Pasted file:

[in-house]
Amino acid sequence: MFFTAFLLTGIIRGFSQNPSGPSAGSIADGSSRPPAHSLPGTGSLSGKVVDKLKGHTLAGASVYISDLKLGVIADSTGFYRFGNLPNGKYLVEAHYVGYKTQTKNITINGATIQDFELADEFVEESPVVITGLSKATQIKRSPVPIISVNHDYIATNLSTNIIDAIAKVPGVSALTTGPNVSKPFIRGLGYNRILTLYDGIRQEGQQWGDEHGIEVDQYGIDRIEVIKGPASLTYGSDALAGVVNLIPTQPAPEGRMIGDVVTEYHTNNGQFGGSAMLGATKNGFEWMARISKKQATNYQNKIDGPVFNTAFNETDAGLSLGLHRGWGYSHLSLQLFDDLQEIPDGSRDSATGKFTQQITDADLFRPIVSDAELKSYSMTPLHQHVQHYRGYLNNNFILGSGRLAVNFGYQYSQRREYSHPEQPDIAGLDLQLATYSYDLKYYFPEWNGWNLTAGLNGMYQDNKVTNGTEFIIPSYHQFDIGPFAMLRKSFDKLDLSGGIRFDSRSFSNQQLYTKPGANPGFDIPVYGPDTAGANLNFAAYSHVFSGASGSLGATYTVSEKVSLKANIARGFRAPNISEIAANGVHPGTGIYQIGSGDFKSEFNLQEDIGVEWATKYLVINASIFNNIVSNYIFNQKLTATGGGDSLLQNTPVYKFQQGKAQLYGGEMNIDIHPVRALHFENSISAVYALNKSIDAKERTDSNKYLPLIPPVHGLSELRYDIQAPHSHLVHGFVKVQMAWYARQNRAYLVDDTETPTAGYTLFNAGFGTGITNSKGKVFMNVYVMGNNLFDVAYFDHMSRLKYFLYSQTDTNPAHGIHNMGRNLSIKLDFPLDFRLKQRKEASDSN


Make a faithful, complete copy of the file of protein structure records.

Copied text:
[in-house]
Amino acid sequence: MFFTAFLLTGIIRGFSQNPSGPSAGSIADGSSRPPAHSLPGTGSLSGKVVDKLKGHTLAGASVYISDLKLGVIADSTGFYRFGNLPNGKYLVEAHYVGYKTQTKNITINGATIQDFELADEFVEESPVVITGLSKATQIKRSPVPIISVNHDYIATNLSTNIIDAIAKVPGVSALTTGPNVSKPFIRGLGYNRILTLYDGIRQEGQQWGDEHGIEVDQYGIDRIEVIKGPASLTYGSDALAGVVNLIPTQPAPEGRMIGDVVTEYHTNNGQFGGSAMLGATKNGFEWMARISKKQATNYQNKIDGPVFNTAFNETDAGLSLGLHRGWGYSHLSLQLFDDLQEIPDGSRDSATGKFTQQITDADLFRPIVSDAELKSYSMTPLHQHVQHYRGYLNNNFILGSGRLAVNFGYQYSQRREYSHPEQPDIAGLDLQLATYSYDLKYYFPEWNGWNLTAGLNGMYQDNKVTNGTEFIIPSYHQFDIGPFAMLRKSFDKLDLSGGIRFDSRSFSNQQLYTKPGANPGFDIPVYGPDTAGANLNFAAYSHVFSGASGSLGATYTVSEKVSLKANIARGFRAPNISEIAANGVHPGTGIYQIGSGDFKSEFNLQEDIGVEWATKYLVINASIFNNIVSNYIFNQKLTATGGGDSLLQNTPVYKFQQGKAQLYGGEMNIDIHPVRALHFENSISAVYALNKSIDAKERTDSNKYLPLIPPVHGLSELRYDIQAPHSHLVHGFVKVQMAWYARQNRAYLVDDTETPTAGYTLFNAGFGTGITNSKGKVFMNVYVMGNNLFDVAYFDHMSRLKYFLYSQTDTNPAHGIHNMGRNLSIKLDFPLDFRLKQRKEASDSN